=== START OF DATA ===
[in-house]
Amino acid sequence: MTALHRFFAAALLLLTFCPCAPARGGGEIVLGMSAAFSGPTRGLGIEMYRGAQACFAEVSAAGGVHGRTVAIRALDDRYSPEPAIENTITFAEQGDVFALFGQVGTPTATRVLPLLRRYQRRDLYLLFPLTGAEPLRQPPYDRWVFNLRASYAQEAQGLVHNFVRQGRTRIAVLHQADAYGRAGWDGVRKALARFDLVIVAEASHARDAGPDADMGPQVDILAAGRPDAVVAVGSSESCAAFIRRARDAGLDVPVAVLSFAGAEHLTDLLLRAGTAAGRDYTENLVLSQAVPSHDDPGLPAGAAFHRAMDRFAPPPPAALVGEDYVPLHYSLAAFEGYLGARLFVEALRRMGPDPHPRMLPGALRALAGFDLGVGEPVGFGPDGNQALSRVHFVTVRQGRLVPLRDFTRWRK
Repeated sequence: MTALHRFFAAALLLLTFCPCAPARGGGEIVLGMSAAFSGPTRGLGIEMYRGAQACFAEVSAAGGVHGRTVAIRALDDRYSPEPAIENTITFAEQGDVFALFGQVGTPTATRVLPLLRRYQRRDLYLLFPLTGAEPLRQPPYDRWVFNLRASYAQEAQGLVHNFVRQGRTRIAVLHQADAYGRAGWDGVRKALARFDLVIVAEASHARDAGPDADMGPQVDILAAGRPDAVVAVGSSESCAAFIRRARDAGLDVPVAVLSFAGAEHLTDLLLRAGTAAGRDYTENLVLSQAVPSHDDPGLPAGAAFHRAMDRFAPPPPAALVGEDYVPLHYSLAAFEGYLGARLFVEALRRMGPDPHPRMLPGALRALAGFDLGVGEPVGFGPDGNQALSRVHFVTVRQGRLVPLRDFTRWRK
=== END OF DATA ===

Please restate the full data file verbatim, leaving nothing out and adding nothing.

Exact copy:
[in-house]
Amino acid sequence: MTALHRFFAAALLLLTFCPCAPARGGGEIVLGMSAAFSGPTRGLGIEMYRGAQACFAEVSAAGGVHGRTVAIRALDDRYSPEPAIENTITFAEQGDVFALFGQVGTPTATRVLPLLRRYQRRDLYLLFPLTGAEPLRQPPYDRWVFNLRASYAQEAQGLVHNFVRQGRTRIAVLHQADAYGRAGWDGVRKALARFDLVIVAEASHARDAGPDADMGPQVDILAAGRPDAVVAVGSSESCAAFIRRARDAGLDVPVAVLSFAGAEHLTDLLLRAGTAAGRDYTENLVLSQAVPSHDDPGLPAGAAFHRAMDRFAPPPPAALVGEDYVPLHYSLAAFEGYLGARLFVEALRRMGPDPHPRMLPGALRALAGFDLGVGEPVGFGPDGNQALSRVHFVTVRQGRLVPLRDFTRWRK
Repeated sequence: MTALHRFFAAALLLLTFCPCAPARGGGEIVLGMSAAFSGPTRGLGIEMYRGAQACFAEVSAAGGVHGRTVAIRALDDRYSPEPAIENTITFAEQGDVFALFGQVGTPTATRVLPLLRRYQRRDLYLLFPLTGAEPLRQPPYDRWVFNLRASYAQEAQGLVHNFVRQGRTRIAVLHQADAYGRAGWDGVRKALARFDLVIVAEASHARDAGPDADMGPQVDILAAGRPDAVVAVGSSESCAAFIRRARDAGLDVPVAVLSFAGAEHLTDLLLRAGTAAGRDYTENLVLSQAVPSHDDPGLPAGAAFHRAMDRFAPPPPAALVGEDYVPLHYSLAAFEGYLGARLFVEALRRMGPDPHPRMLPGALRALAGFDLGVGEPVGFGPDGNQALSRVHFVTVRQGRLVPLRDFTRWRK